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Cycling speed monitors unveiled in London Fields telling riders not to go faster than 12mph

PUBLISHED: 18:14 24 November 2017 | UPDATED: 10:28 01 February 2018

Sinister: The smiley face displayed if cyclists ride below 12mph. Picture: Madeleine Saghir

Sinister: The smiley face displayed if cyclists ride below 12mph. Picture: Madeleine Saghir

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Hackney Council has unveiled what are thought to be the UK’s first public speed monitors for cyclists in an attempt to slow them down in London Fields.

The lights display a smiley face when cyclists keep to 12mph - but turns red when they exceed it. Picture: Madeleine Saghir The lights display a smiley face when cyclists keep to 12mph - but turns red when they exceed it. Picture: Madeleine Saghir

The system is similar to the road signs that automatically tell cars to slow down when they exceed the speed limit.

Speed monitors at either end of the main north-to-south cycle route through the park use radar to determine a cyclist’s speed. The path goes from Broadway Market to Martello Terrace.

A green smiley face lights up if the rider is going at 12mph or slower, and warns him or her to slow down with a red angry face if the speed is any higher. That limit is set by park by-laws.

The monitors were brought in after complaints from pedestrians that riders were going too fast.

London Fields. Picture: Madeleine Saghir London Fields. Picture: Madeleine Saghir

But cyclists probably won’t be penalised if they do, the council said: “Our aim is just to encourage them to slow down and take their time in the park.

John, 40, who cycles every day, told the Gazette he believed it was a good thing, while cyclist Tess, 35, agreed. “I have a child so I think it’s a good idea,” she said. “I don’t know if it will make a big difference – maybe it’ll make people more aware that they need to be slow.”

Another cyclist, who asked not to be named, said: “So many kids are around here and they’re not always on the right side, so it’s dangerous if cyclists are going fast. There are also lots of dogs, and if a cyclist hit them it would kill it.”

But some were unsure. Dexter, 28, who works at a bakery, said he cycled for two hours every morning.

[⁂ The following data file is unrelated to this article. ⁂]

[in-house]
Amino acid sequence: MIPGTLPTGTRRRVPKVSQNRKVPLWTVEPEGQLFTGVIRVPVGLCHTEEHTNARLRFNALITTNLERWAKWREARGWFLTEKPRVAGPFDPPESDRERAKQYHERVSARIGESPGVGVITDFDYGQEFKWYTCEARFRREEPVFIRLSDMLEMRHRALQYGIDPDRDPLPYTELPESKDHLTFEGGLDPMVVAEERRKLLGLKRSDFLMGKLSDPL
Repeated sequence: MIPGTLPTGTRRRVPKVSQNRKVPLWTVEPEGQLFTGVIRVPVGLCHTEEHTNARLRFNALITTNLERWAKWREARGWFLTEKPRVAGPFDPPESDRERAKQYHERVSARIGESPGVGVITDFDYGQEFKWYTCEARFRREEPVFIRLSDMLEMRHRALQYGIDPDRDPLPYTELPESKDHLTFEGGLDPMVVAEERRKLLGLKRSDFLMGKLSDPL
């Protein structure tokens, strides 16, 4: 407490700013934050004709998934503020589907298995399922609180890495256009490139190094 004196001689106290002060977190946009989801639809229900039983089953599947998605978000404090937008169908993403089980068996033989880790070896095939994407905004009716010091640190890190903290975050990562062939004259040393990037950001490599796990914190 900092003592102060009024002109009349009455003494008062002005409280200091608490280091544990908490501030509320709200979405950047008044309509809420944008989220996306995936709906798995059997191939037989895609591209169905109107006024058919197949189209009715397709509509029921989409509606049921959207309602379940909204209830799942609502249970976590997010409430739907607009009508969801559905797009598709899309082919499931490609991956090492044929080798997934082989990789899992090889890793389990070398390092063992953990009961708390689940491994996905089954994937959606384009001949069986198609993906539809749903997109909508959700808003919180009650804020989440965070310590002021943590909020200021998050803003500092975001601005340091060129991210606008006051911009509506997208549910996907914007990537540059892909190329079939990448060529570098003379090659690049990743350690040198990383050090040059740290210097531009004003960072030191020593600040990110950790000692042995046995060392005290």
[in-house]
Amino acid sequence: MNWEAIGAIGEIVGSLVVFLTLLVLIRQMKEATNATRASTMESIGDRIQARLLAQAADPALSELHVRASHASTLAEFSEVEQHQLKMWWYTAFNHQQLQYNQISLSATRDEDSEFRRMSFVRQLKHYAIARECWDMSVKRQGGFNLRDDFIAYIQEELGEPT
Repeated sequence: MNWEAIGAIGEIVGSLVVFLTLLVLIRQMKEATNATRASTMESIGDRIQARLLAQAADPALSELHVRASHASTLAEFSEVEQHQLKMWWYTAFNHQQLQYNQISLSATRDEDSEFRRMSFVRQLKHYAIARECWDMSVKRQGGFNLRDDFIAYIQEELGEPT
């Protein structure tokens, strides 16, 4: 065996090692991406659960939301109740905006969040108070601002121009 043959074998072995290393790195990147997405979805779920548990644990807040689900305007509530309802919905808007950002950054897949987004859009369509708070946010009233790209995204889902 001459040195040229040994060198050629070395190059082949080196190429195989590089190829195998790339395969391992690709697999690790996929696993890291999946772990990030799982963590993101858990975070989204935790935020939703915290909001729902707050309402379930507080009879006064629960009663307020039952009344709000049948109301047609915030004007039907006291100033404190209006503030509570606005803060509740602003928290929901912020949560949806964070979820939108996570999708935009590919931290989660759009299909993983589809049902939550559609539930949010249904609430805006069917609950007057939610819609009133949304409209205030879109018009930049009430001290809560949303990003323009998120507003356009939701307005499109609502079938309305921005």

“I don’t think the speed limit for cycling is necessary,” he said. “Why is the focus on cyclists when people drive cars?”

Asked if he’d had any near misses riding through the park, he said: “Not so much. I have to dodge dogs and kids a lot, though.”

Yasmin, 29, who does not cycle but regularly visits London Fields, said: “I think it’s good because they come round really fast.

“I have got kids and sometimes I have to pull them out of the way.”

Lights for cyclists have been put up in London Fields. Picture: Madeleine Saghir Lights for cyclists have been put up in London Fields. Picture: Madeleine Saghir

Cllr Feryal Demirci said: “We welcome safe cycling in our parks as they provide pleasant green routes away from motor vehicles.

“London Fields in particular is an established route for commuters, with around 4,000 people cycling through the park each day.

“However, London Fields is not a road – local residents walk, use wheelchairs, push buggies and exercise their dogs in the park every day.

“Green spaces are places to relax, breathe and take it easy, so we want people on bikes to drop their speed a little bit, look out for others and make sure everyone can enjoy the park.”

Bikes parked in London Fields. Picture: Madeleine Saghir Bikes parked in London Fields. Picture: Madeleine Saghir

New measures also include brightly coloured crossings for kids and signs asking people to slow down.

Similar LED signs are already in use in Hyde Park.

1 comment

  • Dexter aged 28 'Why is the focus on cyclists when people drive cars' - well Dexter, this is about cycling control in London Fields not traffic control. It's long overdue. Now for speed humps please.

    Report this comment

    noose

    Tuesday, November 28, 2017

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